Princeton’s list in physics and astronomy encompasses a wide spectrum of fields and genres, including trade titles, monographs, and textbooks on topics ranging from the quantum to the cosmic. Over our distinguished history, we have been proud to publish multiple Nobel laureates, including Albert Einstein, Werner Heisenberg, Richard Feynman, Philip Anderson,
Frank Wilczek, and Kip Thorne, as well as such luminaries as Stephen Hawking, Roger Penrose, Martin Rees, Janna Levin, and Neil deGrasse Tyson. Connecting serious, cutting-edge science with scholarly and popular readers, our carefully curated list informs and stimulates researchers, students, and the public.
By Design | The World According to Physics
Every branch of knowledge seeks to provide an account of—something: the past, the present, the mind, culture, institutions, social and physical phenomena.
An interview with Jim Al‑Khalili on The World According to Physics
Making even the most enigmatic scientific ideas accessible and captivating, quantum physicist, New York Times bestselling author, and BBC host Jim Al‑Khalili offers a fascinating and illuminating look at why physics matters to everyone.
Jim Al‑Khalili on The World According to Physics
Shining a light on the most profound insights revealed by modern physics, Jim Al‑Khalili invites us all to understand what this crucially important science tells us about the universe and the nature of reality itself.
For the beauty of invisibility
Human beings are naturally visual creatures. Our eyes, capable of counting single photons, have been optimized over evolutionary time to the very limits of the laws of physics.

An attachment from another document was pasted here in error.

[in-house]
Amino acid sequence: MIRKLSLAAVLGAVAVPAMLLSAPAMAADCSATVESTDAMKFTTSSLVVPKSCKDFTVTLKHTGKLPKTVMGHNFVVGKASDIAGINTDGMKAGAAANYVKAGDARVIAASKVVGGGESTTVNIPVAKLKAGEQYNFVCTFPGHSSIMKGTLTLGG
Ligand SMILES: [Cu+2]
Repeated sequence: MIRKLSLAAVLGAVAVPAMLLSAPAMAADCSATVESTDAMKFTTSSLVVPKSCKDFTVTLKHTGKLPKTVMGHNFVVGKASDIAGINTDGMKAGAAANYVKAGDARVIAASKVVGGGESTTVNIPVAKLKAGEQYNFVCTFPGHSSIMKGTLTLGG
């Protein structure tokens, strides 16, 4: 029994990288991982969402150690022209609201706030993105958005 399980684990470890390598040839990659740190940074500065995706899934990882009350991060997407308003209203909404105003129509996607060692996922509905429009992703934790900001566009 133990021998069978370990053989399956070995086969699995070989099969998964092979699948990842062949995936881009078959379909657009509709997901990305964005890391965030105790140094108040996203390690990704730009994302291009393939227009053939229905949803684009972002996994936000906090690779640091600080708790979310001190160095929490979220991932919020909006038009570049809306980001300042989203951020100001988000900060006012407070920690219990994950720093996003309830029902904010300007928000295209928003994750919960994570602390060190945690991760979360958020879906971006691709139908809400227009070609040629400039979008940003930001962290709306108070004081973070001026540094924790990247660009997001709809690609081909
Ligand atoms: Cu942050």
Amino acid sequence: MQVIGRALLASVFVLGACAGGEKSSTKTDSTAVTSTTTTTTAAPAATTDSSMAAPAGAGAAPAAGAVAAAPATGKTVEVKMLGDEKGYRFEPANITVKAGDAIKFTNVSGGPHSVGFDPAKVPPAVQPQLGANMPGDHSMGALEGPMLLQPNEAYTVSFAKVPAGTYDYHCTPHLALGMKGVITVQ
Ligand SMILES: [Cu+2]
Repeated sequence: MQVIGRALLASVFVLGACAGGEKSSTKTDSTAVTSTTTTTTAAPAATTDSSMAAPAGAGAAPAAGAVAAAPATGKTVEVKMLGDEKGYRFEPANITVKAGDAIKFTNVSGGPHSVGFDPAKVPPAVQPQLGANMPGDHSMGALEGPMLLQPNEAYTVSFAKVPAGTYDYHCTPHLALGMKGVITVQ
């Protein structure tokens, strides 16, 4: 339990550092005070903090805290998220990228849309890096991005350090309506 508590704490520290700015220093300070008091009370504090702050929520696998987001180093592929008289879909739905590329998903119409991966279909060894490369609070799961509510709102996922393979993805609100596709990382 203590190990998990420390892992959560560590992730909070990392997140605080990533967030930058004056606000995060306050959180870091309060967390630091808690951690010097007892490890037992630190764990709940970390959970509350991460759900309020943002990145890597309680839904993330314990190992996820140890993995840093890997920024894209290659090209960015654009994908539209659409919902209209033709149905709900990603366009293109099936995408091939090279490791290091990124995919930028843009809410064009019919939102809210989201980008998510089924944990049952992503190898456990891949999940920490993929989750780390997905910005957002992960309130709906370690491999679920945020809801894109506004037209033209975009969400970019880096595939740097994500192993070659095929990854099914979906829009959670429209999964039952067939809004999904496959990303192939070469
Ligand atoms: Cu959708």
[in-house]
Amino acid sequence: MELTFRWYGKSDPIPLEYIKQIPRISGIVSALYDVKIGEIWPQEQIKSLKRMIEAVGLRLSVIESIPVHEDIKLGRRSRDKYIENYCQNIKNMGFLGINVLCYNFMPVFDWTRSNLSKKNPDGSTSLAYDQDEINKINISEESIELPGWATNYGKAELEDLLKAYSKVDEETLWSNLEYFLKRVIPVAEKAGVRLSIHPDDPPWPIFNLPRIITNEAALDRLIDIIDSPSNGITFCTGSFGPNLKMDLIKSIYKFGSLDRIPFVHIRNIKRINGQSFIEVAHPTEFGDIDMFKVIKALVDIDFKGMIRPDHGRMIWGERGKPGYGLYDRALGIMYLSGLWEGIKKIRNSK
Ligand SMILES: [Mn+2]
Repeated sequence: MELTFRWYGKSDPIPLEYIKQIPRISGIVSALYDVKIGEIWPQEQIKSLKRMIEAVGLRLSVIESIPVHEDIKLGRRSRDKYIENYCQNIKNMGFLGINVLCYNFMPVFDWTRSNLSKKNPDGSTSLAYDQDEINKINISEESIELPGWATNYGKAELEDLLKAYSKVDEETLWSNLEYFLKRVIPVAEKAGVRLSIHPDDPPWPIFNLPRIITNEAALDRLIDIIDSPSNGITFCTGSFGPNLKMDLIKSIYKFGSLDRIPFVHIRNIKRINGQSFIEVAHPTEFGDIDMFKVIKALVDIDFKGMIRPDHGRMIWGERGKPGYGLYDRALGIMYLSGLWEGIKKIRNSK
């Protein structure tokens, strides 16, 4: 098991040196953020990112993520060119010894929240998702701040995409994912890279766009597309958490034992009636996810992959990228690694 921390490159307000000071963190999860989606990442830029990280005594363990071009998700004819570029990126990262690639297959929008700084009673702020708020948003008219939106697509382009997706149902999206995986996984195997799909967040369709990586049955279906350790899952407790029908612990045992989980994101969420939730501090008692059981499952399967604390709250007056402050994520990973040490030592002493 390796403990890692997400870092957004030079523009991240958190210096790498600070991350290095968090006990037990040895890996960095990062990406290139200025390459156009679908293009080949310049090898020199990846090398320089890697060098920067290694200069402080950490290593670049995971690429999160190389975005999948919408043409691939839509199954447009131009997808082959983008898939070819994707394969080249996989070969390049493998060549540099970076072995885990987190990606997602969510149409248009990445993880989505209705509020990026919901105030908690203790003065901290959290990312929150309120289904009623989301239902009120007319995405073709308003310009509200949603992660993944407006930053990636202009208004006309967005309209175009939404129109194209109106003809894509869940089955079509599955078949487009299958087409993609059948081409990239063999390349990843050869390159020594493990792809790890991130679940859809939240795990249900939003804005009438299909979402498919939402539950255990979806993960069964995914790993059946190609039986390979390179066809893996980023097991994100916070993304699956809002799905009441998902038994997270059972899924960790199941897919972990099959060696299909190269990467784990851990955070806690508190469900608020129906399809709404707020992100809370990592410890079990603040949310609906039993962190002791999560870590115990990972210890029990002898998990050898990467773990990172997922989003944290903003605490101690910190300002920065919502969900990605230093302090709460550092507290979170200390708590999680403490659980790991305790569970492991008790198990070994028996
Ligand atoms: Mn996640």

Dan Hooper on rethinking our universe’s first moments
Over the past century, cosmologists have pieced together a remarkably detailed picture of our universe and its history, spanning from the first seconds that followed the Big Bang up to the present.
Sonia Contera on Nano Comes to Life
Nano Comes to Life opens a window onto the nanoscale—the infinitesimal realm of proteins and DNA where physics and cellular and molecular biology meet—and introduces readers to the rapidly evolving nanotechnologies that are allowing us to manipulate the very building blocks of life.
Searching for Spirit in Science Publishing
Not long ago, I read an article in Scientific American about the power of words and how language shapes the brain. The article, written by a young Japanese postdoc in neuroscience, begins by invoking the Japanese word, kotodama, which can be translated to mean, literally, “word spirit.”